Where streets have no shame... stores rap clean-up delay
A retail chief is warning "lessons need to be learned" from a delayed response in cleaning up Belfast's streets.
Frustrated Belfast traders, retailers and tourists have been waiting more than a week for prime shopping locations to be scrubbed down.
Royal Avenue's blackened, stained surfaces have made the high street hotspot a talking point for all the wrong reasons since the Twelfth celebrations were held in the capital.
After confusion over who was responsible for the deep cleansing operation, the Department for Social Development (DSD) – which manages the shopping area along Royal Avenue and Donegall Place – requested that Belfast City Council carry out an urgent deep clean of the area.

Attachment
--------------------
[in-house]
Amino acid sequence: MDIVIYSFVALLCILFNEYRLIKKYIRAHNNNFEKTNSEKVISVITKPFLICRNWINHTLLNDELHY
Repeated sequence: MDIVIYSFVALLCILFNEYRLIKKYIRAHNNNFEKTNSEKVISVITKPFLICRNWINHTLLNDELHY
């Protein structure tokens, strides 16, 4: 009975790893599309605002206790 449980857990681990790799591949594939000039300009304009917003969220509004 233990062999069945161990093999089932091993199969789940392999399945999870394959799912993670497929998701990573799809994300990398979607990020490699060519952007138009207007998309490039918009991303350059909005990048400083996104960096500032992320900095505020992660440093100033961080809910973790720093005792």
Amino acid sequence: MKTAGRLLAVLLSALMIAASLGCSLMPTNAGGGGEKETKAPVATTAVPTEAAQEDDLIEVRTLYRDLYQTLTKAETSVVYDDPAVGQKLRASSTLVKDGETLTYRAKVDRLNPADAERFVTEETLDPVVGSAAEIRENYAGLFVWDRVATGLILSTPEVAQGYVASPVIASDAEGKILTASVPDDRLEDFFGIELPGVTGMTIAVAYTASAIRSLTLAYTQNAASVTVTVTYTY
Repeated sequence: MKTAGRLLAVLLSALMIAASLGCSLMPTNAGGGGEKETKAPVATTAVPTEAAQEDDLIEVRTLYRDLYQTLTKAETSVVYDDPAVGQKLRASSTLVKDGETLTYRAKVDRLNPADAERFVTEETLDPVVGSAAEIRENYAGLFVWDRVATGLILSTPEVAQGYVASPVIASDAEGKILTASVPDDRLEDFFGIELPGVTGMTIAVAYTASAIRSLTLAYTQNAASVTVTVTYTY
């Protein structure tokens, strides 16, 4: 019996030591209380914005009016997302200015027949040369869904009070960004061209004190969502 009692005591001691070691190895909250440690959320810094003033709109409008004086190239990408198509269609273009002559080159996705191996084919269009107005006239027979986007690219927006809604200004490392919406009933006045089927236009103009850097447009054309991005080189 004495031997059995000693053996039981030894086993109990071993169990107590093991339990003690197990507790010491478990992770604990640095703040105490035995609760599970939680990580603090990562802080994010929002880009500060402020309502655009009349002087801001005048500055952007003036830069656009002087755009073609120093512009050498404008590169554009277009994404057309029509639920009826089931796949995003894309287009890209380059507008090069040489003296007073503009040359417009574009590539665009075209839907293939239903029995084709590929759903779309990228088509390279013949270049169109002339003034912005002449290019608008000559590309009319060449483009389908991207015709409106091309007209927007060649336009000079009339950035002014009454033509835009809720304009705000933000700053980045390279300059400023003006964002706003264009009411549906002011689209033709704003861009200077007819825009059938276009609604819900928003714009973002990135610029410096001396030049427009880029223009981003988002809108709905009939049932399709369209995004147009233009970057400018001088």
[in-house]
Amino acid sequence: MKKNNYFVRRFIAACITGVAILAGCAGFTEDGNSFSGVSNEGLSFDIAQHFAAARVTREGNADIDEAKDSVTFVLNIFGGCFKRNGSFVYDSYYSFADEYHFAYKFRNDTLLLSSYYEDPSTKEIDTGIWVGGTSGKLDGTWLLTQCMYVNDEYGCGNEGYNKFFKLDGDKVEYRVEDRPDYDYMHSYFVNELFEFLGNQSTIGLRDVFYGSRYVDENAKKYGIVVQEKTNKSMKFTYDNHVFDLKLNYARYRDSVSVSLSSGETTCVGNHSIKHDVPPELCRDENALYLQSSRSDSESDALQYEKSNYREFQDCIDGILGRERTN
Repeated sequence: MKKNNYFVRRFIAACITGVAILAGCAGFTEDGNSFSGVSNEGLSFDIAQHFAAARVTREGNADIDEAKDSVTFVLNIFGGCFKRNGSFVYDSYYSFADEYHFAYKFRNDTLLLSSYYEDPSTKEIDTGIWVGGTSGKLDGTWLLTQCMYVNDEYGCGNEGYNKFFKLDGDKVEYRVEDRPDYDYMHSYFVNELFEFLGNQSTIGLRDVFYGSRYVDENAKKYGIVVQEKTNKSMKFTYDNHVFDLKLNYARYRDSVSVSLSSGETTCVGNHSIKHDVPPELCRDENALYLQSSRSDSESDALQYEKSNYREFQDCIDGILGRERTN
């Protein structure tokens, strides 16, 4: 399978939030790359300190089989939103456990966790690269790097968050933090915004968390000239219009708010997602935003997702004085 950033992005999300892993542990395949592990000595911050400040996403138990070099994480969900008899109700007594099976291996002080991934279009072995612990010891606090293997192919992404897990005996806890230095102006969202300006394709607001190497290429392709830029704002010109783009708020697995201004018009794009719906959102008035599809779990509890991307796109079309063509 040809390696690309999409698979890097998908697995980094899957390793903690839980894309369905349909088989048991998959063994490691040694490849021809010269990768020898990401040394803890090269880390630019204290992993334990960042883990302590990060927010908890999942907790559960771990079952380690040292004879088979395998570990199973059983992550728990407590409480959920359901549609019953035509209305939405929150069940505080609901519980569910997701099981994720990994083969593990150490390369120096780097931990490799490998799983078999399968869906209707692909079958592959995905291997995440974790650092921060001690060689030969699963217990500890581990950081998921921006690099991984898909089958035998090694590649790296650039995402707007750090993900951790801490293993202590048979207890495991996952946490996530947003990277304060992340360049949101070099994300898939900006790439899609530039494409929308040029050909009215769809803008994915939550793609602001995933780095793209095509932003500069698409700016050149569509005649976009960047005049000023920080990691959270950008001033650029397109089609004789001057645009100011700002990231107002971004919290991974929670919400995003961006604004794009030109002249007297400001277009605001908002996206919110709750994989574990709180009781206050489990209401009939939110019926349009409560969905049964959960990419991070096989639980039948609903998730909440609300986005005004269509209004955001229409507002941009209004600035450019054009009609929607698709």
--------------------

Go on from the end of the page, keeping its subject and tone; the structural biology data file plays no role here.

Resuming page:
However, the 'deep-cleansing' will not be carried out until tomorrow, when there's minimum footfall, more than a week after the Twelfth.
Chief executive of the Northern Ireland Independent Retail Trade Association Glyn Roberts is relieved efforts are being made to get the streets back to looking their best.
"We have received some concern from our traders who said the response hasn't been as fast as it should have been.
"I'd have liked to have seen a faster response at this time of year. With cruise ships landing here, there's big opportunities to showcase both the city centres and the towns.
"There are lessons to be learned from this so there can be better response times in the future. But no one could have predicted the good weather which attracts so much business."
DUP councillor Gavin Robinson said the turbulent week of trouble in parts of the city meant resources had been used to clear debris from the aftermath of the rioting.
"This has obviously been an incredibly busy time for our street workers, given the situation in north and east Belfast over the past week. I hope in the future we have the discussions in place with the DSD ahead of any issues which may arise.
"The images of the city haven't been great, but the main focus now is to get it done."